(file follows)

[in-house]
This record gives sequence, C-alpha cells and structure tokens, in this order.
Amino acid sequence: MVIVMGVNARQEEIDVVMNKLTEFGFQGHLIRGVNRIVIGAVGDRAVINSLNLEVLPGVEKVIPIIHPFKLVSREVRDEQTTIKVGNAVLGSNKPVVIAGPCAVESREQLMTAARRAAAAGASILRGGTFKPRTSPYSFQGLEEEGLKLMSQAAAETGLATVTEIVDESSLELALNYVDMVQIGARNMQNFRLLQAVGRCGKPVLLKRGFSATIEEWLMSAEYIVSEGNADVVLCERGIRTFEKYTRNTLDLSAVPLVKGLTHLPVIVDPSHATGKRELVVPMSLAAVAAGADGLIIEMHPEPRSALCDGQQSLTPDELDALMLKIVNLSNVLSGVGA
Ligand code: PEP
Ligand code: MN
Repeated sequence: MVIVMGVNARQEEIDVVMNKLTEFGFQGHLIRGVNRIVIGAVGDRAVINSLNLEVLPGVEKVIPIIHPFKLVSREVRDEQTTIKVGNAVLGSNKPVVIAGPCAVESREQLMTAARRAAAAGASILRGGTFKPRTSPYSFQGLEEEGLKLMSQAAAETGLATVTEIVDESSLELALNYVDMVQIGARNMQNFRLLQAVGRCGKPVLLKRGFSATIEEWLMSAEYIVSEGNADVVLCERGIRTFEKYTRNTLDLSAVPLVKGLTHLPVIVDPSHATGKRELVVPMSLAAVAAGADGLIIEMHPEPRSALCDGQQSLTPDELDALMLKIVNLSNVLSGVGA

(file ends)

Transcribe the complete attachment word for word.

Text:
[in-house]
This record gives sequence, C-alpha cells and structure tokens, in this order.
Amino acid sequence: MVIVMGVNARQEEIDVVMNKLTEFGFQGHLIRGVNRIVIGAVGDRAVINSLNLEVLPGVEKVIPIIHPFKLVSREVRDEQTTIKVGNAVLGSNKPVVIAGPCAVESREQLMTAARRAAAAGASILRGGTFKPRTSPYSFQGLEEEGLKLMSQAAAETGLATVTEIVDESSLELALNYVDMVQIGARNMQNFRLLQAVGRCGKPVLLKRGFSATIEEWLMSAEYIVSEGNADVVLCERGIRTFEKYTRNTLDLSAVPLVKGLTHLPVIVDPSHATGKRELVVPMSLAAVAAGADGLIIEMHPEPRSALCDGQQSLTPDELDALMLKIVNLSNVLSGVGA
Ligand code: PEP
Ligand code: MN
Repeated sequence: MVIVMGVNARQEEIDVVMNKLTEFGFQGHLIRGVNRIVIGAVGDRAVINSLNLEVLPGVEKVIPIIHPFKLVSREVRDEQTTIKVGNAVLGSNKPVVIAGPCAVESREQLMTAARRAAAAGASILRGGTFKPRTSPYSFQGLEEEGLKLMSQAAAETGLATVTEIVDESSLELALNYVDMVQIGARNMQNFRLLQAVGRCGKPVLLKRGFSATIEEWLMSAEYIVSEGNADVVLCERGIRTFEKYTRNTLDLSAVPLVKGLTHLPVIVDPSHATGKRELVVPMSLAAVAAGADGLIIEMHPEPRSALCDGQQSLTPDELDALMLKIVNLSNVLSGVGA